Blogs or Moodle: Which is Best?

The PM Information Technology Team often receives questions about how our blogs fit in with the district’s Moodle strategy. Two common questions are: “Should I stop using Moodle and create a blog”? and “I’d like to create a website. What do I use?” Let’s briefly clarify what Moodle and blogs are best at, what their limitations are and how both tools can harmoniously co-exist or complement faculty and staff learning initiatives.

First, I’d like to make it clear that Penn Manor’s commitment to Moodle is as strong as ever. Teachers and staff have invested years of training, support and energy into the creation of hundreds of great classroom Moodle sites. Moodle is often the best fit for teachers who wish to create rich virtual classrooms, promote collaborative learning activities or simply maintain an online repository of resources. Additionally, the Moodle community continues to support deep tool-sets for a broad array of online course activities.

We are also looking forward to Moodle version 2.0, due sometime later this year. The next generation Moodle promises to add a number of great features and improvements. Of note, a new student blog tool is scheduled for release in Moodle 2.0 :-).

While Moodle satisfies nearly all of our virtual working space needs, there are times when a lighter-weight publishing tool is perhaps a better fit. As such, our WordPressMU Blog site was deployed to meet several specific objectives:

1. Provide simple departmental or information pages for those who do not require a full virtual classroom.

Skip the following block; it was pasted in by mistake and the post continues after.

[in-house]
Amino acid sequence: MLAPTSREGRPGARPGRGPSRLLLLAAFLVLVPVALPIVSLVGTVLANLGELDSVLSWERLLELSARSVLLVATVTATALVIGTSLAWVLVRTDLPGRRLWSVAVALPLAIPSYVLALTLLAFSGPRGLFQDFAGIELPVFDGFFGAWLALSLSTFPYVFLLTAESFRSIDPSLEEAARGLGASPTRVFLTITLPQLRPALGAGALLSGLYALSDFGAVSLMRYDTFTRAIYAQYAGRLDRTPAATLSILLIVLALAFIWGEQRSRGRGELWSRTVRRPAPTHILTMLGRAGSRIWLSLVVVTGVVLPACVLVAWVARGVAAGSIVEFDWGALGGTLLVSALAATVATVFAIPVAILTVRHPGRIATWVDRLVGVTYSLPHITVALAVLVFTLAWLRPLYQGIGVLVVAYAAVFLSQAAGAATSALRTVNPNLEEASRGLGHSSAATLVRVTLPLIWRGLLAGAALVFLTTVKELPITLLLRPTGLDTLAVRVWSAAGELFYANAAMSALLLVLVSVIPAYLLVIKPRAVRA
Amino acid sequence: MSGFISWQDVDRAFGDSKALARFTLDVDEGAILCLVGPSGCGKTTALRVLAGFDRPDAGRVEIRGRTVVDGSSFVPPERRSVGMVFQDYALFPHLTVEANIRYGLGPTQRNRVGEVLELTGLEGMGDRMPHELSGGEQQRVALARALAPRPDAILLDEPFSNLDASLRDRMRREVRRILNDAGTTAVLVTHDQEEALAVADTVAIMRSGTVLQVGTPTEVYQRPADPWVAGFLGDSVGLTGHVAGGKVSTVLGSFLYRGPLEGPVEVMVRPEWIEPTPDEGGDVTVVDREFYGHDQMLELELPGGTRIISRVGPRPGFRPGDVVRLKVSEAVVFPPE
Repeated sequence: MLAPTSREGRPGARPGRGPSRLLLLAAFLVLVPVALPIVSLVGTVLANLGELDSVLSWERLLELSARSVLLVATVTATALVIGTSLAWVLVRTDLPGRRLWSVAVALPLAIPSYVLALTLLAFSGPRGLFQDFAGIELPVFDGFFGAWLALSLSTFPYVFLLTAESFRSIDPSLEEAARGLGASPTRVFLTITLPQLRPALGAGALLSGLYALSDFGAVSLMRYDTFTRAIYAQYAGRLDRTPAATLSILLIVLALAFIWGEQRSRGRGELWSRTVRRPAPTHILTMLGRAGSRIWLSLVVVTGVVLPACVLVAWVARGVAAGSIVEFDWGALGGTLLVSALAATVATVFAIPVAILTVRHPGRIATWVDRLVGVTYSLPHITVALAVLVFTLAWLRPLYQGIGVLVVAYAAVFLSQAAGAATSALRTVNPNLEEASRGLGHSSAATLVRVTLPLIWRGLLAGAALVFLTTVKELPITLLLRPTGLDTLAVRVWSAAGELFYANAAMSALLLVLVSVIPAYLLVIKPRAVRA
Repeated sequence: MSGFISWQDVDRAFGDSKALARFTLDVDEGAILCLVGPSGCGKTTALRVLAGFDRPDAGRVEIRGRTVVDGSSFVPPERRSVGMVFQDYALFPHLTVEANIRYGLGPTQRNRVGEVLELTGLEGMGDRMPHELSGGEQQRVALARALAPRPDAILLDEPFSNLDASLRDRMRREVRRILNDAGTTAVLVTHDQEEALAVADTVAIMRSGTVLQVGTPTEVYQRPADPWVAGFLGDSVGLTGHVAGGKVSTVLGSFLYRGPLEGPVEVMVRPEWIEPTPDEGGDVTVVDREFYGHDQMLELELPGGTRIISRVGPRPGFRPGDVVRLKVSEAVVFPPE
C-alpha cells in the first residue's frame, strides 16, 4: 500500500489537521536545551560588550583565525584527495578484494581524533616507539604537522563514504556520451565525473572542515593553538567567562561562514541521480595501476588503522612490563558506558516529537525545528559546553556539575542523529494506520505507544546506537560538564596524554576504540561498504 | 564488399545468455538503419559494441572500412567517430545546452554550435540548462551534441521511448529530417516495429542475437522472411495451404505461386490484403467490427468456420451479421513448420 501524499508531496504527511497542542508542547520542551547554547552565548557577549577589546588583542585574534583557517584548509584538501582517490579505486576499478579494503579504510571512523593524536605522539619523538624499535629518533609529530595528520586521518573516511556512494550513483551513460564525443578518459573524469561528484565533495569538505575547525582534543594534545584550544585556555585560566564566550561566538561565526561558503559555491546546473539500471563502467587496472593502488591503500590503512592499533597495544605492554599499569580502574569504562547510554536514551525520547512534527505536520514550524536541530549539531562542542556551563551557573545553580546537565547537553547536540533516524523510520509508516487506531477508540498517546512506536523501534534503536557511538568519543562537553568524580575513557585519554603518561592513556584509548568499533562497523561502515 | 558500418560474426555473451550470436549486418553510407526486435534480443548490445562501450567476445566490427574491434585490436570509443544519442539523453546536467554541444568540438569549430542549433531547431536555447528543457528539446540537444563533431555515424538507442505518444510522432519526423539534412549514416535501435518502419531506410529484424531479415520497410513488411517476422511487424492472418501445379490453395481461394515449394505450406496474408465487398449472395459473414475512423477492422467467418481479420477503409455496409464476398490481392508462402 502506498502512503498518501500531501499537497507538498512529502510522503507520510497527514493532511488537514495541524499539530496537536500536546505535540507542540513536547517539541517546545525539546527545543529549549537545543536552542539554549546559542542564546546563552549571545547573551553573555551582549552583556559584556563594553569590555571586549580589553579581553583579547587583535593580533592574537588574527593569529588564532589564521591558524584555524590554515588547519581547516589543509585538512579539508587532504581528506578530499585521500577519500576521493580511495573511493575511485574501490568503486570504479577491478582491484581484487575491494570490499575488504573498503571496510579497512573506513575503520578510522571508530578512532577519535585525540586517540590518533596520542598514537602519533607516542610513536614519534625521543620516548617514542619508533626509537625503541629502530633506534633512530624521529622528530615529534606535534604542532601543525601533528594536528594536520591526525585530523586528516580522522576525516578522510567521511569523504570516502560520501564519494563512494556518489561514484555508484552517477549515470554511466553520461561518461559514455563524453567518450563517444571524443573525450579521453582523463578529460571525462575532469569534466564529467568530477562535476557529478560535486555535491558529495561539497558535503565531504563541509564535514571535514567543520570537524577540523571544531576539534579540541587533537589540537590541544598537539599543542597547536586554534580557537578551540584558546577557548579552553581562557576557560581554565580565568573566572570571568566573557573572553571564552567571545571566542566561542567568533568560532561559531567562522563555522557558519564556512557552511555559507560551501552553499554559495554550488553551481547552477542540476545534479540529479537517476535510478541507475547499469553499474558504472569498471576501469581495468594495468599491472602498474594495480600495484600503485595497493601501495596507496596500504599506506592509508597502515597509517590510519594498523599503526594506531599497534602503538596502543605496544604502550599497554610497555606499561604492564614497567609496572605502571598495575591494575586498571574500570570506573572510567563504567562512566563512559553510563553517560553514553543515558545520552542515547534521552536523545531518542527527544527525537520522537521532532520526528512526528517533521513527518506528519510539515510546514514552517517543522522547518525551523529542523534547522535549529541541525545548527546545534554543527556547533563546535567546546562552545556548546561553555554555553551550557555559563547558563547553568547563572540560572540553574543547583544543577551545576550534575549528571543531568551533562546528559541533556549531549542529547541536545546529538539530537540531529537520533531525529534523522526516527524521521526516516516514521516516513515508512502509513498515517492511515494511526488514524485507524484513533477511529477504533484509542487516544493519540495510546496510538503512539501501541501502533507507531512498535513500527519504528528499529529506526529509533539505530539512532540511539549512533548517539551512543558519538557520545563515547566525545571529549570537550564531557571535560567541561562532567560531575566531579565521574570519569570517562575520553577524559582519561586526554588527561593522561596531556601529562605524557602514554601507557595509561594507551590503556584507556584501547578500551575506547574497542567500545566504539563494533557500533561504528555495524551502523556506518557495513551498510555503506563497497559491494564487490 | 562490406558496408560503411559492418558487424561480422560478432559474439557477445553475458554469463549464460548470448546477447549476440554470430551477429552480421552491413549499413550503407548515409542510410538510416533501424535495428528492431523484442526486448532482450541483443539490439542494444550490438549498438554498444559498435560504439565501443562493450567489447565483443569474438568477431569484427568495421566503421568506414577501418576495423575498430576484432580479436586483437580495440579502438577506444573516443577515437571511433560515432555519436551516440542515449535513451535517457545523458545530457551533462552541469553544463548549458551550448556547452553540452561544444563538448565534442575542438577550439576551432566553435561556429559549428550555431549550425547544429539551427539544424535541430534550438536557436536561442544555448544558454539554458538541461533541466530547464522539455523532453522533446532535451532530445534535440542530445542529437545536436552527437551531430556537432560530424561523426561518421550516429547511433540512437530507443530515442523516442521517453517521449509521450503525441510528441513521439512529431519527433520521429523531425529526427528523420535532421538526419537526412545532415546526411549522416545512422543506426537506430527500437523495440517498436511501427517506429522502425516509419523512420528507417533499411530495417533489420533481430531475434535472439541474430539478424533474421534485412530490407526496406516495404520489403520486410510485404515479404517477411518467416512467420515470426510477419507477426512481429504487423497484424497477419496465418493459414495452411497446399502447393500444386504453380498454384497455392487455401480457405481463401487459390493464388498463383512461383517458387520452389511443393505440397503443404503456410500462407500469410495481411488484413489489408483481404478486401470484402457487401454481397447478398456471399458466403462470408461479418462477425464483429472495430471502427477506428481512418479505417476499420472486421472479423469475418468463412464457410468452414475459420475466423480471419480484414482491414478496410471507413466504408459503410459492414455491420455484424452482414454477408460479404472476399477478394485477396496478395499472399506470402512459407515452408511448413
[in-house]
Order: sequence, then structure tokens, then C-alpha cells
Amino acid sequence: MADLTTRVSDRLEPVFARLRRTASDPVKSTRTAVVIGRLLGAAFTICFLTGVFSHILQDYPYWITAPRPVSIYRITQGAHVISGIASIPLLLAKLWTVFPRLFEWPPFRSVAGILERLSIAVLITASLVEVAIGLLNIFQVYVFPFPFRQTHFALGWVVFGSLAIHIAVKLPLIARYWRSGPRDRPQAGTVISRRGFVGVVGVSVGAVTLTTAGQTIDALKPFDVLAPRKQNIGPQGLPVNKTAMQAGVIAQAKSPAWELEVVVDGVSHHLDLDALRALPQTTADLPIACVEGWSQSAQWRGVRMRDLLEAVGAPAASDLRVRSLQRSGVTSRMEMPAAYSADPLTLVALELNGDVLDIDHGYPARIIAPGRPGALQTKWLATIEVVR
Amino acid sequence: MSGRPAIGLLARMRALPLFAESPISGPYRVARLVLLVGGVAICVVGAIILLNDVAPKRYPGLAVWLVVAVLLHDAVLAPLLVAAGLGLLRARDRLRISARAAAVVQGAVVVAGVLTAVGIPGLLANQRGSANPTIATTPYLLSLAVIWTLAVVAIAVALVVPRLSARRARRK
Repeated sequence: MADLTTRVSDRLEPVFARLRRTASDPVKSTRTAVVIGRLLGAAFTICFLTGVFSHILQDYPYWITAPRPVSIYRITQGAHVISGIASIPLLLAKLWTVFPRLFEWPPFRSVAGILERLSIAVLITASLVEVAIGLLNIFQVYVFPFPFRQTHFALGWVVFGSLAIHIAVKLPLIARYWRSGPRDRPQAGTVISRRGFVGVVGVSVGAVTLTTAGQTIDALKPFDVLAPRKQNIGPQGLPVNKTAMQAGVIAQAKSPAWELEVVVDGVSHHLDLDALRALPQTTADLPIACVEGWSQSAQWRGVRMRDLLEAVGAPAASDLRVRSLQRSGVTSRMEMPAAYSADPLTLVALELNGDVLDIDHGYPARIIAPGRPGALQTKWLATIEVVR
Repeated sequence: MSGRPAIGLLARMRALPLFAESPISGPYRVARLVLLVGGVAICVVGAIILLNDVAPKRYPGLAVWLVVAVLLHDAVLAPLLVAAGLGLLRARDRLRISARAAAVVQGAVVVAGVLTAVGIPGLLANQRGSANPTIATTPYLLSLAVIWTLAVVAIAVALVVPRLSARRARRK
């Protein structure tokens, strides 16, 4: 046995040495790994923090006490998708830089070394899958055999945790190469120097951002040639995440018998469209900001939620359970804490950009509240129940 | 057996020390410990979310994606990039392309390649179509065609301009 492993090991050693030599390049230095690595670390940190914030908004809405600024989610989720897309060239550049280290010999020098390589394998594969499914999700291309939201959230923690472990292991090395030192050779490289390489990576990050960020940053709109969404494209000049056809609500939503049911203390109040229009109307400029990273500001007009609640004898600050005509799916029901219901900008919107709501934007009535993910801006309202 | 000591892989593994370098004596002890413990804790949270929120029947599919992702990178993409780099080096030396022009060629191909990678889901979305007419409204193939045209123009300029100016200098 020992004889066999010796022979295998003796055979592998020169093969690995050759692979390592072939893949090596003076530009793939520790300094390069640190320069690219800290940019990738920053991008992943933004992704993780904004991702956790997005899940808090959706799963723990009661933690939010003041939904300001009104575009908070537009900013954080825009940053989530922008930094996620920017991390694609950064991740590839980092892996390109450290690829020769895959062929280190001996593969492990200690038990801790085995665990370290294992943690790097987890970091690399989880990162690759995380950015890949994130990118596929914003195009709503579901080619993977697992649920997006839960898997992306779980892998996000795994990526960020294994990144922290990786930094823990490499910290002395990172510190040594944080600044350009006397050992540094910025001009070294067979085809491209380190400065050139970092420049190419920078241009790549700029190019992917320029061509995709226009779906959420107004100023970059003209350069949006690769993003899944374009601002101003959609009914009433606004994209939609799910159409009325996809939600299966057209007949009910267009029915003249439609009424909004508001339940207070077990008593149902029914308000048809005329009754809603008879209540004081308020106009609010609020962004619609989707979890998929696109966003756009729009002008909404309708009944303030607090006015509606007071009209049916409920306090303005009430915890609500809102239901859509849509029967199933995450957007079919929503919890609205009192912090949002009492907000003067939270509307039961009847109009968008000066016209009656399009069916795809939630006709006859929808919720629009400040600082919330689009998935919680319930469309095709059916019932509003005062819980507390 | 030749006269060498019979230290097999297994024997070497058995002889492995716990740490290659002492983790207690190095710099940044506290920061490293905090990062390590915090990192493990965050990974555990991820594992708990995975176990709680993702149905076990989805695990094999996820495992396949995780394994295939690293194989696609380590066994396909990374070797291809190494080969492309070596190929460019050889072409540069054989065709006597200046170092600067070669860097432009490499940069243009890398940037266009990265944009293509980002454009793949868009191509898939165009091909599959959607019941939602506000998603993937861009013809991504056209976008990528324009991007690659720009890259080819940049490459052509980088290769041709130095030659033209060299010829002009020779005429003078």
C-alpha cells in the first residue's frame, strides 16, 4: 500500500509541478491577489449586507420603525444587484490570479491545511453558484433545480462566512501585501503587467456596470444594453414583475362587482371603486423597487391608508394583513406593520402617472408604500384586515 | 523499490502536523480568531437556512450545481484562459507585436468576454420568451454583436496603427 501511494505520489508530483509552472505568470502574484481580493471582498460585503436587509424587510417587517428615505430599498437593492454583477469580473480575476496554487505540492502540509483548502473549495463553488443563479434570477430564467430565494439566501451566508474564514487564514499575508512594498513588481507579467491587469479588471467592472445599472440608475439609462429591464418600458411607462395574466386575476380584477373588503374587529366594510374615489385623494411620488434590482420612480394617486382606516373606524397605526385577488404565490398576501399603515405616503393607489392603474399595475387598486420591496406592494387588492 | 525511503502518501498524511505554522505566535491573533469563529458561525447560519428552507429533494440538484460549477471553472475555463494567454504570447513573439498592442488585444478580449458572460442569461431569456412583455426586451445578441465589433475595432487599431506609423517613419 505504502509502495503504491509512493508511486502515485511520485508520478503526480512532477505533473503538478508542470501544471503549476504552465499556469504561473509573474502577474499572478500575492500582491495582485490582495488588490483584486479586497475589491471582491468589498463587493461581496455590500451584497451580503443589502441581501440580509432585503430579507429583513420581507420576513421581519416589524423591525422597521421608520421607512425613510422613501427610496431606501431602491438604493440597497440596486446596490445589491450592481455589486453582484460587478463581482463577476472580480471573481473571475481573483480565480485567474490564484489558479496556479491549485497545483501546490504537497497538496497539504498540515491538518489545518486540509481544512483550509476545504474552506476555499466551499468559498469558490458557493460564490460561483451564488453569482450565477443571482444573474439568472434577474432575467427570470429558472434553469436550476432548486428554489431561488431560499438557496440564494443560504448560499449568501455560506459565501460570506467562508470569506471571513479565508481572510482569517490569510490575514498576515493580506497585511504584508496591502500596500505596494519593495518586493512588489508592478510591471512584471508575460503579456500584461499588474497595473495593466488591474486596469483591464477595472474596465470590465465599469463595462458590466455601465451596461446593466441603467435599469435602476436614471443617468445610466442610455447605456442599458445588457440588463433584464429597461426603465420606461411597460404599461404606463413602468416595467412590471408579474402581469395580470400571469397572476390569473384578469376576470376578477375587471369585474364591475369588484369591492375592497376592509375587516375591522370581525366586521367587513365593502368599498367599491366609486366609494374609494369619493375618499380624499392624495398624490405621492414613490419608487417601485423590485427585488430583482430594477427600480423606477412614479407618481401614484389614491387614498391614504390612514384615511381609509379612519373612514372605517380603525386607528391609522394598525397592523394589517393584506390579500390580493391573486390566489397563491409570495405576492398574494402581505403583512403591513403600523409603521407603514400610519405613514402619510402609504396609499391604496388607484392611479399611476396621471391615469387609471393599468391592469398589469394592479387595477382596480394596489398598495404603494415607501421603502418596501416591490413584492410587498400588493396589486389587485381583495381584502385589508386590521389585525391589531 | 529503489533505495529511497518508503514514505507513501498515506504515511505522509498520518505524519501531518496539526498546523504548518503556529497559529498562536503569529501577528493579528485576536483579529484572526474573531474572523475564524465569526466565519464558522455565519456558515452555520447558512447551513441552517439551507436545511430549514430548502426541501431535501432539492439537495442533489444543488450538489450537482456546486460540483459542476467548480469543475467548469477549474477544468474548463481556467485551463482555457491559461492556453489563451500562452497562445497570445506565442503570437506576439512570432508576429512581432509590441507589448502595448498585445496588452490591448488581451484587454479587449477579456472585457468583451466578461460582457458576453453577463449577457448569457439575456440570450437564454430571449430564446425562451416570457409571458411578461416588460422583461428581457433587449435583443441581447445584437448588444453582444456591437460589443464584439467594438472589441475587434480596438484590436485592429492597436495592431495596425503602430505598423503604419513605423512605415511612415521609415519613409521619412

2. Upgrade school building-level web sites to an easy and robust publishing tool.

3. Provide a tool for teachers or staff who desire the ability to customization their site’s look and feel.

4. Permit student-level blogs for special assignments and classroom projects.

Blogs and blogging software were initially created to provide fast web-publishing for individuals seeking simple self-expression tools. Over time, blogs have evolved into elegant publishing engines. For example, the PM Technology Blog, Superintendent blog and “PsychoBabble” blog are best suited for WordPress because the authors do not require Moodle’s advanced collaborative features. Keep in mind that aside from commenting, blog postings are typically one-way conversations and are not necessarily the best choice for elaborate threaded discussions. Additionally, blog discussions (commenting) are typically fully public whereas Moodle discussions can be locked inside a password protected, keyword secured “walled garden” course workspace.

Here is a quick chart to help faculty choose between the two tools:

Task Blogs Moodle
Article & news posting X X
Post pictures/media X X
Commenting X X
Teacher controlled themes X
Rich threaded discussions X
Student assignment uploads X
Wiki tools X
Database Functions X
Teacher managed chatting X
Quiz module X
Lesson tools X

The bottom line is that Moodle will satisfy 75% of teacher virtual classroom activity needs. A blog will satisfy the 25% who are looking for another tool to reach parents or are simply searching for a new collaborative writing activity or a simple web presence.

You will find the district Moodle and Blog sites here: